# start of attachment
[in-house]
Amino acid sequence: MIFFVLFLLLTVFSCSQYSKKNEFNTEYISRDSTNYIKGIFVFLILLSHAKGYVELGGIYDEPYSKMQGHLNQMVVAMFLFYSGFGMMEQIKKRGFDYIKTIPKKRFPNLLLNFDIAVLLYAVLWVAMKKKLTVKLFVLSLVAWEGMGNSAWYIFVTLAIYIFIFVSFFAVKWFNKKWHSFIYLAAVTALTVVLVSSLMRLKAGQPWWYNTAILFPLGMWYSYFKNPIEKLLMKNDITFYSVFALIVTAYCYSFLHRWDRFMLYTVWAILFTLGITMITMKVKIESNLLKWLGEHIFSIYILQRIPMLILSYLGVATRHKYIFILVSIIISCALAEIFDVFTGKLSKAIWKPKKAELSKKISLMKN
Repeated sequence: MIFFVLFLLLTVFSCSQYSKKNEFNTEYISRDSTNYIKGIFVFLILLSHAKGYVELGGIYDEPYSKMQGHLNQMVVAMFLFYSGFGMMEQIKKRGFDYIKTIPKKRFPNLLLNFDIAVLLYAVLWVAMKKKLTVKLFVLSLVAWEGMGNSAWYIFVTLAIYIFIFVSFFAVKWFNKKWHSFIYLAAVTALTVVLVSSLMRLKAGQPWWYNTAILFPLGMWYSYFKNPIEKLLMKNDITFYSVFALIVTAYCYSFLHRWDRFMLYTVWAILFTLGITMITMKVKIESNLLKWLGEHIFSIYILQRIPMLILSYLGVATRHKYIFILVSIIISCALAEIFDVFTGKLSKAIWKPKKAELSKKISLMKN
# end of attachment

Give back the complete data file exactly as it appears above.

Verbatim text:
[in-house]
Amino acid sequence: MIFFVLFLLLTVFSCSQYSKKNEFNTEYISRDSTNYIKGIFVFLILLSHAKGYVELGGIYDEPYSKMQGHLNQMVVAMFLFYSGFGMMEQIKKRGFDYIKTIPKKRFPNLLLNFDIAVLLYAVLWVAMKKKLTVKLFVLSLVAWEGMGNSAWYIFVTLAIYIFIFVSFFAVKWFNKKWHSFIYLAAVTALTVVLVSSLMRLKAGQPWWYNTAILFPLGMWYSYFKNPIEKLLMKNDITFYSVFALIVTAYCYSFLHRWDRFMLYTVWAILFTLGITMITMKVKIESNLLKWLGEHIFSIYILQRIPMLILSYLGVATRHKYIFILVSIIISCALAEIFDVFTGKLSKAIWKPKKAELSKKISLMKN
Repeated sequence: MIFFVLFLLLTVFSCSQYSKKNEFNTEYISRDSTNYIKGIFVFLILLSHAKGYVELGGIYDEPYSKMQGHLNQMVVAMFLFYSGFGMMEQIKKRGFDYIKTIPKKRFPNLLLNFDIAVLLYAVLWVAMKKKLTVKLFVLSLVAWEGMGNSAWYIFVTLAIYIFIFVSFFAVKWFNKKWHSFIYLAAVTALTVVLVSSLMRLKAGQPWWYNTAILFPLGMWYSYFKNPIEKLLMKNDITFYSVFALIVTAYCYSFLHRWDRFMLYTVWAILFTLGITMITMKVKIESNLLKWLGEHIFSIYILQRIPMLILSYLGVATRHKYIFILVSIIISCALAEIFDVFTGKLSKAIWKPKKAELSKKISLMKN